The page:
Sayyida Meyyan’s latest art gallery reminds us that nature’s elements, no matter how far apart in distance they may seem to be, are interconnected, and are reflections of each other. The artworks on display in the Museum have been taken across different countries in the world, with some works incorporating elements of photographs taken in two or three different countries, merged perfectly into one work, thus proving that the integration of different elements always results in a beautiful work of art.
The young photographer says she is blessed that her photography journey, and that of other female photographers in Oman, has been supported. The Photographic Society in Oman organizes an annual exhibition to celebrate the work of female photographers in Oman. Sayyida Meyyan has participated twice, and her work has been selected as the best one on display in 2016. She admires the works of fellow Omani photographers including the late Marwa Al Tamimi, Abdulrahman Al Hinai and Hind Al Hajri.
But while female photographers in Oman are supported, women in the arts around the world are still underrepresented with many advocating to increase the representation of female artists in galleries and museums. In a stubbornly male-dominated field worldwide, a study by Artnet, an art market information company, have found that only 11 per cent of arts acquired by America’s top museums were those by women.
Given that, Sayyida Meyyan believes that it is essential to exhibit more work by female photographers, especially those from the Arab Gulf States. “Women possess a strong sense of spirituality, connection with nature and others. They understand the importance of creativity and imagination. Females have been chosen by God himself to bear the miracle of life… so if they have the ability to bring new life into this world, then they also have the ability to exhibit marvellous works of art that the world needs to see,” she advocates.
One way to empower more female photographers in the Arab Gulf States is through a joined collaborative effort by different institutions across these countries, suggests Sayyida Meyyan, to ensure that there is an equal representation of female photographers to males across different exhibitions. “They could set a standard quota in the Gulf region for which there has to be an equal number of female photographers to males. This will encourage more females to step up and exhibit their work and set a just and balanced standard for all,” she tells me. She also adds that the solutions are simple, and that it is just a matter of implementing them and spreading more awareness about the importance of having more females contributing to the arts.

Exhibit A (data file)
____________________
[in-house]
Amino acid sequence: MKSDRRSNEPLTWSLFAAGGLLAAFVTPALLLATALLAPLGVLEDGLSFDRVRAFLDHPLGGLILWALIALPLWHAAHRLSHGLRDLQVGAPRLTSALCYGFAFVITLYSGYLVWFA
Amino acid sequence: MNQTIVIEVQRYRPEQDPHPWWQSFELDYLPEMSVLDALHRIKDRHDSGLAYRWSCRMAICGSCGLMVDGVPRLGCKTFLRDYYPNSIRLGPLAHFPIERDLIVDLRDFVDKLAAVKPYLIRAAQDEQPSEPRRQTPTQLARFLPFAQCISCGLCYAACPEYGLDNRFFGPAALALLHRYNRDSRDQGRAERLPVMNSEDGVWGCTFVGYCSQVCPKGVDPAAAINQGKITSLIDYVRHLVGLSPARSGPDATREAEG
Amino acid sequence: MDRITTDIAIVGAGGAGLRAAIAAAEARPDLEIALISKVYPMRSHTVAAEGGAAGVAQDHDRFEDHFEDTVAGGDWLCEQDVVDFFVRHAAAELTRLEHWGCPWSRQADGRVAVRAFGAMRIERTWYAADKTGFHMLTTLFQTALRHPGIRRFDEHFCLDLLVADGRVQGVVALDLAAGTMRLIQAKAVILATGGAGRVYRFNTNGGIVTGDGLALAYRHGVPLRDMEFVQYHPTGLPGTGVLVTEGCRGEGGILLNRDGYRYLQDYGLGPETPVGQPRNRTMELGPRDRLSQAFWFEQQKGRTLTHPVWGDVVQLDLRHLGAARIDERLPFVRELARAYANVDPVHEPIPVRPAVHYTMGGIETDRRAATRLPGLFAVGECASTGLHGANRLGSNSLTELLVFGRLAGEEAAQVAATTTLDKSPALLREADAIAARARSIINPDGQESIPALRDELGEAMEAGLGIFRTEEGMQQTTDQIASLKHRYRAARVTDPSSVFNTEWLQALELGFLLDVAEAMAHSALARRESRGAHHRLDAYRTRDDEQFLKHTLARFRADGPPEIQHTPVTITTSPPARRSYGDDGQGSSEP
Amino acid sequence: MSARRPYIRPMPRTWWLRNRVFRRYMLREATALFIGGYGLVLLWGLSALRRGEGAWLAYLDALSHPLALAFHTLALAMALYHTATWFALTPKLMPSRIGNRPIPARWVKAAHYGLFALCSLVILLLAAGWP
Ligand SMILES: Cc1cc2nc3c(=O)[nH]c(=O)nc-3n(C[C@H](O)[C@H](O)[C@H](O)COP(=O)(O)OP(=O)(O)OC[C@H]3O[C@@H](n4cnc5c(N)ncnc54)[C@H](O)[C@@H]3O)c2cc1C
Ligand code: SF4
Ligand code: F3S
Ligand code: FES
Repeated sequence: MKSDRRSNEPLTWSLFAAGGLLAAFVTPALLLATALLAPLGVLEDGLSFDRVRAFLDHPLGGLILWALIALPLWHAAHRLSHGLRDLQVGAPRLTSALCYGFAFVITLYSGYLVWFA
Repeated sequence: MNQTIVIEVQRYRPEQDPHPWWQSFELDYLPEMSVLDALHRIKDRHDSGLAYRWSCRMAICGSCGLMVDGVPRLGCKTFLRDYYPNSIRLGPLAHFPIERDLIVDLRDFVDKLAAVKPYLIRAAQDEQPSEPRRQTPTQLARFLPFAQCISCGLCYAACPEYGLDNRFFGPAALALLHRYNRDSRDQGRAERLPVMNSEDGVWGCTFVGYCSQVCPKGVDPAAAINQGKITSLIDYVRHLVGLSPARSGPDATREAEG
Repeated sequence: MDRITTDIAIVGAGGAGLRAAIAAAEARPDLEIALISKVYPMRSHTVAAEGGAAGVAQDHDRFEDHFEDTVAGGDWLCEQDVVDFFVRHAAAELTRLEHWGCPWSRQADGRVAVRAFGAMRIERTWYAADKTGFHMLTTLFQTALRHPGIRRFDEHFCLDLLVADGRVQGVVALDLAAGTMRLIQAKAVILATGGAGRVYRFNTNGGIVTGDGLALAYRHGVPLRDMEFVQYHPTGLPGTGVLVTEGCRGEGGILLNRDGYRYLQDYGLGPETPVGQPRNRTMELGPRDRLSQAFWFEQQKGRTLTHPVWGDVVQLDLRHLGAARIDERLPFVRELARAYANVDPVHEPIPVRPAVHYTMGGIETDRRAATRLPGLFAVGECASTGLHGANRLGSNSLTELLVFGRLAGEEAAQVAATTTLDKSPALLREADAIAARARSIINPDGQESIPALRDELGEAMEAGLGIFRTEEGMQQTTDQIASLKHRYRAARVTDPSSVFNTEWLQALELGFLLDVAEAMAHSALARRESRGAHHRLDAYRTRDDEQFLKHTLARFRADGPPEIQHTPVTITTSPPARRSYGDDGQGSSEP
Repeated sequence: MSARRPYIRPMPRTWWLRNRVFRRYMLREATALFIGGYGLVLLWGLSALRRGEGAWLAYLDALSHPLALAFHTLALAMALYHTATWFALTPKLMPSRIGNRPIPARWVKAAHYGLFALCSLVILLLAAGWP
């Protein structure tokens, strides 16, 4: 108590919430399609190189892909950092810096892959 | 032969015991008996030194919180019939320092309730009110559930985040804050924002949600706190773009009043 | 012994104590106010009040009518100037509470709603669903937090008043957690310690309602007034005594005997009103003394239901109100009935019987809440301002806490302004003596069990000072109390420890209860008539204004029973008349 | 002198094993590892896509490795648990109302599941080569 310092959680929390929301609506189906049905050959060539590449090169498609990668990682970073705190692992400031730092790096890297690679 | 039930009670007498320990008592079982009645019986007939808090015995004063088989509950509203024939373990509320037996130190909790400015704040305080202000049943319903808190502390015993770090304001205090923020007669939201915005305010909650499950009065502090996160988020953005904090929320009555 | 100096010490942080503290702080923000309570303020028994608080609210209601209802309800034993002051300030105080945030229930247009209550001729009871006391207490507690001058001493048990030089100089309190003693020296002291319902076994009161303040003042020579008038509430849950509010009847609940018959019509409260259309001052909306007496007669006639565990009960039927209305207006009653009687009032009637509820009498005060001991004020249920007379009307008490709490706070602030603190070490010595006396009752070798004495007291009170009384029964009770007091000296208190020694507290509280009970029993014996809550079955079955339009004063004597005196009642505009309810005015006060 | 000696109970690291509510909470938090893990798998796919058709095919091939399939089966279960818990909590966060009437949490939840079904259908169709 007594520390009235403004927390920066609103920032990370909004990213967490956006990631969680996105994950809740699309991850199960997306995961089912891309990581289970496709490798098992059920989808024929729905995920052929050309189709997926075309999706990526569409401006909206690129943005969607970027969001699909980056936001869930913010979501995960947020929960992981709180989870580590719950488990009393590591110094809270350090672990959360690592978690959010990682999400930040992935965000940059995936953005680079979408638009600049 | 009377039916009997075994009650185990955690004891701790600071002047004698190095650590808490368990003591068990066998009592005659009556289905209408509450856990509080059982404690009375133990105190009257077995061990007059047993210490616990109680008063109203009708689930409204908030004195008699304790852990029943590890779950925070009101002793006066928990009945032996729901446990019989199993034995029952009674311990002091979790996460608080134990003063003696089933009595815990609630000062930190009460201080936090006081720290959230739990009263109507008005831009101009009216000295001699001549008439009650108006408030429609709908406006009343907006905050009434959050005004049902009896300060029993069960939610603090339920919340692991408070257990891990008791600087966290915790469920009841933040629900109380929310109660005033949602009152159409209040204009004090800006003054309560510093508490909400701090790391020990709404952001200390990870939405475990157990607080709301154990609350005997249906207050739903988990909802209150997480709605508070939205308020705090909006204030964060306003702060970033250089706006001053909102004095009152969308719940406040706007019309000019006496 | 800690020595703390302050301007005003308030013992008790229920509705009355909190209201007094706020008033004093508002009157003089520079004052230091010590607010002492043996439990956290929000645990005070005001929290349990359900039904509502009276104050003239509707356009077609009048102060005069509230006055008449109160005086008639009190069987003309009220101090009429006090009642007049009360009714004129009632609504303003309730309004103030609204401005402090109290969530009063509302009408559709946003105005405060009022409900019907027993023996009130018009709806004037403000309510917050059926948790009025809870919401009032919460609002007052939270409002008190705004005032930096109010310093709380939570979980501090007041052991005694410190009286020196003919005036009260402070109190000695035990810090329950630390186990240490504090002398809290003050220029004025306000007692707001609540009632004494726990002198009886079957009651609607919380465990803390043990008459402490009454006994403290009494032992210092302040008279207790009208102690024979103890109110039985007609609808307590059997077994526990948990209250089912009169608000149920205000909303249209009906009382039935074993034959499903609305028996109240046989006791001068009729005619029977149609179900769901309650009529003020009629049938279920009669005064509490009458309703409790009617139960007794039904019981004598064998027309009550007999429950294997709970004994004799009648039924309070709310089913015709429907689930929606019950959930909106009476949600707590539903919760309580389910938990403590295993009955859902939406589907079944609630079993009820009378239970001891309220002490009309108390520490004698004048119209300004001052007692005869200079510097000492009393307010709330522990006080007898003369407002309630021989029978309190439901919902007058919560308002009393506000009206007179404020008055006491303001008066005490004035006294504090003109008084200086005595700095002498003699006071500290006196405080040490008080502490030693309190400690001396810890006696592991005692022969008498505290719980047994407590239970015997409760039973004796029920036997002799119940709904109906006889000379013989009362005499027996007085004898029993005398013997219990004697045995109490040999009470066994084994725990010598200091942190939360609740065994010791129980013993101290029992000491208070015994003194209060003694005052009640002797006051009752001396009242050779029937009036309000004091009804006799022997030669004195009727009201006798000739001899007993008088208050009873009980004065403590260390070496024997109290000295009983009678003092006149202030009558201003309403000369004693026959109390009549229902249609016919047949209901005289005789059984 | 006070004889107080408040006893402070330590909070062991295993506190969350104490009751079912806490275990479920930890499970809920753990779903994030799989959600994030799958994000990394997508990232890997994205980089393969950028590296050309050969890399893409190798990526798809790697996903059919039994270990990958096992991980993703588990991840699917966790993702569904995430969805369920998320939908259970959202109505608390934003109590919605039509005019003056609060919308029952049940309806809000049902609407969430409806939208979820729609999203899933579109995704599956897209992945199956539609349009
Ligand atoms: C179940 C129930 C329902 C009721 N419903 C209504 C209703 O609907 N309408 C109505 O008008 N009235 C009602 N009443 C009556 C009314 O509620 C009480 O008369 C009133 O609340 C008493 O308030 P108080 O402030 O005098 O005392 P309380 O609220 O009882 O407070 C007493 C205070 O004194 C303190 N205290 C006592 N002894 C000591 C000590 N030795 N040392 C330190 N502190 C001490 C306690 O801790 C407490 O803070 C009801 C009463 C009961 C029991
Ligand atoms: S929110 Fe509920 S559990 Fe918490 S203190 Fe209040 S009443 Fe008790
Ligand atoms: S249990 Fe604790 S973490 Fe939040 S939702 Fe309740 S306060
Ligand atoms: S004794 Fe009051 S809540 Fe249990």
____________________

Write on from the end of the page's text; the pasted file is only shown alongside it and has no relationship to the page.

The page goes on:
This is also where the role of education institutions, and their encouragement to foster creativity at a young age for the future generations, is vital. Sayyida Meyyan believes that different forms of arts should be taught at schools and be given equal importance to the sciences, as this would help enhance creativity, problem-solving skills and will equip students with the right skills and mindset to be innovative.
In a world where many things are bound to surrender to change, Sayyida Meyyan’s fascination with nature is one that remains constant. Her dream photography locations to explore include the black sand beaches of Iceland, and the white sand beaches of Grace Bay, in Turks and Caicos.
As for the visitors who would be exploring her work in her first digital art gallery, Sayyida Meyyan hopes that “that these works inspire you and give you hope to look for beauty in everything you see, do and hear.”
You can visit H.H. Sayyida Meyyan’s Reflections Gallery by visiting www.khaleejiarmuseum.com .
Manar Alhinai is the co-founder and storyteller-in-chief of Sekka.
The views of the authors and writers who contribute to Sekka, and the views of the interviewees who are featured in Sekka, do not necessarily reflect the views and opinions of Sekka, its parent company, its owners, employees and affiliates.